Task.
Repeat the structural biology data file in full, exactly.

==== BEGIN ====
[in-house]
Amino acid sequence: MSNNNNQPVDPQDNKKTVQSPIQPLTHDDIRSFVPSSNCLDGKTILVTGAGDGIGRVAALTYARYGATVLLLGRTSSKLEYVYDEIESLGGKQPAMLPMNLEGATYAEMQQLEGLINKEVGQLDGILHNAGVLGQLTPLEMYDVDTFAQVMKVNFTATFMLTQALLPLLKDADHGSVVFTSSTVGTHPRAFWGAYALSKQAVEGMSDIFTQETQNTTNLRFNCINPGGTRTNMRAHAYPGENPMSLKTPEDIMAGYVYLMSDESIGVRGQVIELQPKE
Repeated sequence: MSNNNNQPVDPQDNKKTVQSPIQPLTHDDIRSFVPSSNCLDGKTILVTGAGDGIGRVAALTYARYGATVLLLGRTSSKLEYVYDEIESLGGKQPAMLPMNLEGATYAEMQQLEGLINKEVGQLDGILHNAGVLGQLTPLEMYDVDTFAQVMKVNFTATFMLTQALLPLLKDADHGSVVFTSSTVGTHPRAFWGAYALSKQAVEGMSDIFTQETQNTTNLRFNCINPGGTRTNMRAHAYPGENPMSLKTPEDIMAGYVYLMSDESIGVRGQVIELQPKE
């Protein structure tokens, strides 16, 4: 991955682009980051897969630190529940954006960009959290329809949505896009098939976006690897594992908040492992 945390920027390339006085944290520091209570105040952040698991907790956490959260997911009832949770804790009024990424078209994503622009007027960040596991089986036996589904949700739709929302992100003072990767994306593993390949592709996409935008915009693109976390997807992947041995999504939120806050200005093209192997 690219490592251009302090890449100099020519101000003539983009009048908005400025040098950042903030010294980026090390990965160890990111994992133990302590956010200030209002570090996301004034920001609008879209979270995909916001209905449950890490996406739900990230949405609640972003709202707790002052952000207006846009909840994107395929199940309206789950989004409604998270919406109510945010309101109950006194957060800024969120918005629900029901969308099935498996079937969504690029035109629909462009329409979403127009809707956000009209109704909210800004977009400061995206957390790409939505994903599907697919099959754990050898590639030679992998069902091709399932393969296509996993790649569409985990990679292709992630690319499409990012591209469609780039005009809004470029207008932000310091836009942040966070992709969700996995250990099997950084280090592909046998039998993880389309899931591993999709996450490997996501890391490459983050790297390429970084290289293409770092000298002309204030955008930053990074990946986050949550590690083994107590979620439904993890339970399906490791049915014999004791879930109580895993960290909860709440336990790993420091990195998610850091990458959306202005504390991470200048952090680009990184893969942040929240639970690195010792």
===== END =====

[in-house]
Amino acid sequence: MSNNNNQPVDPQDNKKTVQSPIQPLTHDDIRSFVPSSNCLDGKTILVTGAGDGIGRVAALTYARYGATVLLLGRTSSKLEYVYDEIESLGGKQPAMLPMNLEGATYAEMQQLEGLINKEVGQLDGILHNAGVLGQLTPLEMYDVDTFAQVMKVNFTATFMLTQALLPLLKDADHGSVVFTSSTVGTHPRAFWGAYALSKQAVEGMSDIFTQETQNTTNLRFNCINPGGTRTNMRAHAYPGENPMSLKTPEDIMAGYVYLMSDESIGVRGQVIELQPKE
Repeated sequence: MSNNNNQPVDPQDNKKTVQSPIQPLTHDDIRSFVPSSNCLDGKTILVTGAGDGIGRVAALTYARYGATVLLLGRTSSKLEYVYDEIESLGGKQPAMLPMNLEGATYAEMQQLEGLINKEVGQLDGILHNAGVLGQLTPLEMYDVDTFAQVMKVNFTATFMLTQALLPLLKDADHGSVVFTSSTVGTHPRAFWGAYALSKQAVEGMSDIFTQETQNTTNLRFNCINPGGTRTNMRAHAYPGENPMSLKTPEDIMAGYVYLMSDESIGVRGQVIELQPKE
């Protein structure tokens, strides 16, 4: 991955682009980051897969630190529940954006960009959290329809949505896009098939976006690897594992908040492992 945390920027390339006085944290520091209570105040952040698991907790956490959260997911009832949770804790009024990424078209994503622009007027960040596991089986036996589904949700739709929302992100003072990767994306593993390949592709996409935008915009693109976390997807992947041995999504939120806050200005093209192997 690219490592251009302090890449100099020519101000003539983009009048908005400025040098950042903030010294980026090390990965160890990111994992133990302590956010200030209002570090996301004034920001609008879209979270995909916001209905449950890490996406739900990230949405609640972003709202707790002052952000207006846009909840994107395929199940309206789950989004409604998270919406109510945010309101109950006194957060800024969120918005629900029901969308099935498996079937969504690029035109629909462009329409979403127009809707956000009209109704909210800004977009400061995206957390790409939505994903599907697919099959754990050898590639030679992998069902091709399932393969296509996993790649569409985990990679292709992630690319499409990012591209469609780039005009809004470029207008932000310091836009942040966070992709969700996995250990099997950084280090592909046998039998993880389309899931591993999709996450490997996501890391490459983050790297390429970084290289293409770092000298002309204030955008930053990074990946986050949550590690083994107590979620439904993890339970399906490791049915014999004791879930109580895993960290909860709440336990790993420091990195998610850091990458959306202005504390991470200048952090680009990184893969942040929240639970690195010792």